Real Madrid's History

< Back to Real Madrid Tickets

Real Madrid Football Club

Founded: 1902
Supporters Club Members: 96,966
President: Florentino Pérez



- 12 European Cups
- 2 UEFA Cups
- 3 European Super Cups
- 19 Copas del Rey
- 9 Spanish Super Cups
- 33 La Liga titles
- 2 Club World Cup
- 1 FIFA Trophy: Best Club of the 20th Century
- 18 Regional championships
- 2 Latin Cups
- 2 Small World Cups
- 1 League Cup
- More than 100 winners prizes and trophies and 58 runners-up awards


Real Madrid CF is one of five European teams who own a European Cup and has the right to distinguish themselves with a blue patch on the left sleeve of their shirt, denoting that the team has won the tournament multiple times.

The club owns five Spanish La Liga trophies. These are awarded when a club wins the league three consecutive times or on five alternate occasions. 


Real Madrid's History

Real Madrid CF was formed in 1902, under the name of Madrid Football Club, thanks to the enthusiasm of a group of students from the Student Residence in Madrid. The club immediately began playing in the Spanish league and it is one of only three football teams to never have been relegated in the history of the Spanish First Division (Primera División Española). In 1920, the king awarded the club the title of “Real”, which was then added to create the name we know today: Real Madrid C.F.

Real Madrid is considered one of the most decorated sports clubs in the world and FIFA recognised the club as the Club of the 20th Century through a prize awarded at the beginning of the 21st Century. Real Madrid is also the club with the highest number of supporters in Spain, boasting 30% of the country’s football fans among its ranks.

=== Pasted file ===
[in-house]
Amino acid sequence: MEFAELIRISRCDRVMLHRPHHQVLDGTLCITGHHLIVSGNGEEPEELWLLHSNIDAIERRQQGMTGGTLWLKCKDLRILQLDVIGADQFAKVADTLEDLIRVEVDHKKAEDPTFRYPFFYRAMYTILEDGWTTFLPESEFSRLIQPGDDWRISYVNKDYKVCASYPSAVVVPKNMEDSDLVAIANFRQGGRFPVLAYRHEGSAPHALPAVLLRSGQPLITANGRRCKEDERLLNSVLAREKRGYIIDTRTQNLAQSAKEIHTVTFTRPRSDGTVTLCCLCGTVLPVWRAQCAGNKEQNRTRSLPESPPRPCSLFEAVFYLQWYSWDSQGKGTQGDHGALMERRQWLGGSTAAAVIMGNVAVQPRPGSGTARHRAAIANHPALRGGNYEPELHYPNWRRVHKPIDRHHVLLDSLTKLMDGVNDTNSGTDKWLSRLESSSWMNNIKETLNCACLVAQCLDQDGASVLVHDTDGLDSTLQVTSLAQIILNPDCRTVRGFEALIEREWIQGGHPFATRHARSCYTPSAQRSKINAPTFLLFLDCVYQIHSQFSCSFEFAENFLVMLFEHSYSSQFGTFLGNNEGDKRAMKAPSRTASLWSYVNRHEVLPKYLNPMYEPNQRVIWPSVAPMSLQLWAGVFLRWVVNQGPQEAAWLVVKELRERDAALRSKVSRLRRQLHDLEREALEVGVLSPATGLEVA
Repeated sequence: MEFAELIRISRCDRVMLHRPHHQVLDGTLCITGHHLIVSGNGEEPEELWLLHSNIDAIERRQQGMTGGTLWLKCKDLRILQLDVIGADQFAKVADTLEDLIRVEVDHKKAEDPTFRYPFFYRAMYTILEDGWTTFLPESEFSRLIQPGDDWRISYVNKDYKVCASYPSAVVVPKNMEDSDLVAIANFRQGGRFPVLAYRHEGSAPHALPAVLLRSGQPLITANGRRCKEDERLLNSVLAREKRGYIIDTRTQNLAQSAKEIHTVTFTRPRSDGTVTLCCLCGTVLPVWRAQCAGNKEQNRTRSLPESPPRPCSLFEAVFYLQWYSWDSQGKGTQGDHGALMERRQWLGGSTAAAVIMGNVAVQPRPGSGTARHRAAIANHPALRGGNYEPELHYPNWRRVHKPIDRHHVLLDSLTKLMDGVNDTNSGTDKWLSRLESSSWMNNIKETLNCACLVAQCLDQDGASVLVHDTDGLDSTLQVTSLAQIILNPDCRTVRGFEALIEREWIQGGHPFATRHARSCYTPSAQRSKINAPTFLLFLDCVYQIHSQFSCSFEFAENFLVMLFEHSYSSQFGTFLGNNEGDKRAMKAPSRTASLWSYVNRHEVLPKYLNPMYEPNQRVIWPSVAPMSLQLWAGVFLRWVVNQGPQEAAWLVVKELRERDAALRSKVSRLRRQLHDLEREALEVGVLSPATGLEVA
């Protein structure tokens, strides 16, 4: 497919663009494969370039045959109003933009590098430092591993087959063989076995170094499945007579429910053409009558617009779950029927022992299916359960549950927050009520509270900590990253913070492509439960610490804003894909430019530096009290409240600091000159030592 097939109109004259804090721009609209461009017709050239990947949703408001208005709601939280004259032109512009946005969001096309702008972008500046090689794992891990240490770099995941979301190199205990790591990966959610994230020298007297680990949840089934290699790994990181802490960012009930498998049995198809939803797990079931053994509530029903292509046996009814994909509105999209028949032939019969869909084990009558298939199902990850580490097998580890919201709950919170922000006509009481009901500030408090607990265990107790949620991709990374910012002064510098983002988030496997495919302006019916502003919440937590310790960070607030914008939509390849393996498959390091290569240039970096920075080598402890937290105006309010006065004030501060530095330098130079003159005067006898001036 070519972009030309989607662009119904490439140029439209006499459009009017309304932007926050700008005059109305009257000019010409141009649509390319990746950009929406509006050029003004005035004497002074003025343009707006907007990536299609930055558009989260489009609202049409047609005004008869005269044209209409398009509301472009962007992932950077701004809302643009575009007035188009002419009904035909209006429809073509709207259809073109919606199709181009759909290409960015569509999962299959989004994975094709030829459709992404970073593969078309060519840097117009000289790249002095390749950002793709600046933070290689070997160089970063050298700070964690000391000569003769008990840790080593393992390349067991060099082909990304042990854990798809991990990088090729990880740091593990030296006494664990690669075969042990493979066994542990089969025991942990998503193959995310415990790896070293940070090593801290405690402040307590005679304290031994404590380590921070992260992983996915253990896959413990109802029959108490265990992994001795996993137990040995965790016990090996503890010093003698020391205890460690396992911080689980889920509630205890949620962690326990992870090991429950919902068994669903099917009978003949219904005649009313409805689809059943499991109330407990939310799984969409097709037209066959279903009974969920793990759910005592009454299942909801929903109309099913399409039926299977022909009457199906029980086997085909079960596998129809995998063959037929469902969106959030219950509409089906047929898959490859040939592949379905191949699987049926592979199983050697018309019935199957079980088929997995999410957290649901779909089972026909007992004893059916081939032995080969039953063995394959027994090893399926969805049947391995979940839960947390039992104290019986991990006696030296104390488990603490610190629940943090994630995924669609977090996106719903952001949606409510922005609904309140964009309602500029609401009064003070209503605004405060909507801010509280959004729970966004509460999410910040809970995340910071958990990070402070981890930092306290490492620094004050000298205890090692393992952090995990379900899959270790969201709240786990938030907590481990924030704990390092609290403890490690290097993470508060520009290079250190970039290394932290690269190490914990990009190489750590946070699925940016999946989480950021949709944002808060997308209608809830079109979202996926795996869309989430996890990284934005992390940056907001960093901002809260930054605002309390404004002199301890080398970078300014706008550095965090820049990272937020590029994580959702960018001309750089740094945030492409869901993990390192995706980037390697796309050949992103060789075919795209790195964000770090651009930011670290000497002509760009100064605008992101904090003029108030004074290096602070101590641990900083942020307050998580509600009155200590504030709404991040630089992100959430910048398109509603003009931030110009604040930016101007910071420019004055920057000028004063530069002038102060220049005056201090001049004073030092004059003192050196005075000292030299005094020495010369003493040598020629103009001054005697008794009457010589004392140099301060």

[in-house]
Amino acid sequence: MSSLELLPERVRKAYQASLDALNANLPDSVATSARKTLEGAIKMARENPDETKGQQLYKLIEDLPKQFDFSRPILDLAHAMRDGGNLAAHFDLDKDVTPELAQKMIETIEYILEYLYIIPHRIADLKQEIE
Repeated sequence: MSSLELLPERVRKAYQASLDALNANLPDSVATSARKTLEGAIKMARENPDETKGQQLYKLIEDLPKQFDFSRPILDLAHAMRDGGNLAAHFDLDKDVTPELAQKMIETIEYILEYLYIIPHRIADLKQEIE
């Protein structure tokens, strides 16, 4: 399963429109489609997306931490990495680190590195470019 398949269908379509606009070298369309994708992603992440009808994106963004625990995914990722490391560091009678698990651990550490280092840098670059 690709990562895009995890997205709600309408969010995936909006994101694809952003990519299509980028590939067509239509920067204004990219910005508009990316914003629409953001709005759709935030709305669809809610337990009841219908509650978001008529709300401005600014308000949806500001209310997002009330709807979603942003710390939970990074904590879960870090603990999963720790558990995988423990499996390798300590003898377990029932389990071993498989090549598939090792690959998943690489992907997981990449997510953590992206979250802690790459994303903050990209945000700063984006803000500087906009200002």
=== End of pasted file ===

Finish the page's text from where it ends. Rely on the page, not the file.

Real Madrid won its first league title in 1932. Not long afterwards, the club returned to the name of Madrid Football Club, due to the declaration of the Second Spanish Republic in 1931. The title of “Real” was not reinstated until 1941.

At the end of the 40s, Santiago Bernabéu Stadium was constructed in what was a suburb of Madrid at the time. The stadium was named after the president who outlined the global influence of the club. Today, the Santiago Bernabéu Stadium is the centre of “madridismo” and its social and sports culture.

Under the presidency of Santiago Bernabéu, Real Madrid achieved its greatest sporting triumphs. In the 50s, he signed one of the best players to ever play for the club, Alfredo Di Stefano, who was nicknamed the ‘Saeta Rubia’ (the ‘Blond Arrow’). Both he and the rest of the players who played for the club during those years became the elite in European football. Real Madrid in the Di Stefano era managed to add 19 major titles and trophies to the club’s trophy cabinet in just a decade.

Players such as Zoco, Velázquez, Sanchís, Pirri, Gento and Amancio were the replacements for Di Stefano over the course of the 60s. Players from the youth academy who had played in the club’s teams in lower leagues and in its sports schools formed the ‘Quinta del Buitre’ (the ‘Vulture’s Cohort’) in the 80s and 90s. This quintet of Emilio Butragueño, Míchel, Manuel Sanchís, Martín Vázquez and Miguel Pardeza won five Spanish league titles for the club and also revolutionised the playing style of the men in white, making the team more technical once again.